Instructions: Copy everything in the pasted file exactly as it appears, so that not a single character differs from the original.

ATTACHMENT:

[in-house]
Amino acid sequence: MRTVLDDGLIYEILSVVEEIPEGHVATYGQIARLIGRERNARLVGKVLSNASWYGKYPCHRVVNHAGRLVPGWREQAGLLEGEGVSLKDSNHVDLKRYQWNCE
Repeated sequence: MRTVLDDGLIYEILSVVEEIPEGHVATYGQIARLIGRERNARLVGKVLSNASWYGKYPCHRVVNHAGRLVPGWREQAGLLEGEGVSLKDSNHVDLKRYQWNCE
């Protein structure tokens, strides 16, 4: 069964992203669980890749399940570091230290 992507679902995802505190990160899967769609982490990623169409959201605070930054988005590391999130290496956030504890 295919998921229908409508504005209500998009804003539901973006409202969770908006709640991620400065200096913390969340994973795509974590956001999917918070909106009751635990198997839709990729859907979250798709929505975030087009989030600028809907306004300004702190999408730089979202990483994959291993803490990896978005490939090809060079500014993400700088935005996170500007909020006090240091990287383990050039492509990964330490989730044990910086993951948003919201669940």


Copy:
[in-house]
Amino acid sequence: MRTVLDDGLIYEILSVVEEIPEGHVATYGQIARLIGRERNARLVGKVLSNASWYGKYPCHRVVNHAGRLVPGWREQAGLLEGEGVSLKDSNHVDLKRYQWNCE
Repeated sequence: MRTVLDDGLIYEILSVVEEIPEGHVATYGQIARLIGRERNARLVGKVLSNASWYGKYPCHRVVNHAGRLVPGWREQAGLLEGEGVSLKDSNHVDLKRYQWNCE
């Protein structure tokens, strides 16, 4: 069964992203669980890749399940570091230290 992507679902995802505190990160899967769609982490990623169409959201605070930054988005590391999130290496956030504890 295919998921229908409508504005209500998009804003539901973006409202969770908006709640991620400065200096913390969340994973795509974590956001999917918070909106009751635990198997839709990729859907979250798709929505975030087009989030600028809907306004300004702190999408730089979202990483994959291993803490990896978005490939090809060079500014993400700088935005996170500007909020006090240091990287383990050039492509990964330490989730044990910086993951948003919201669940």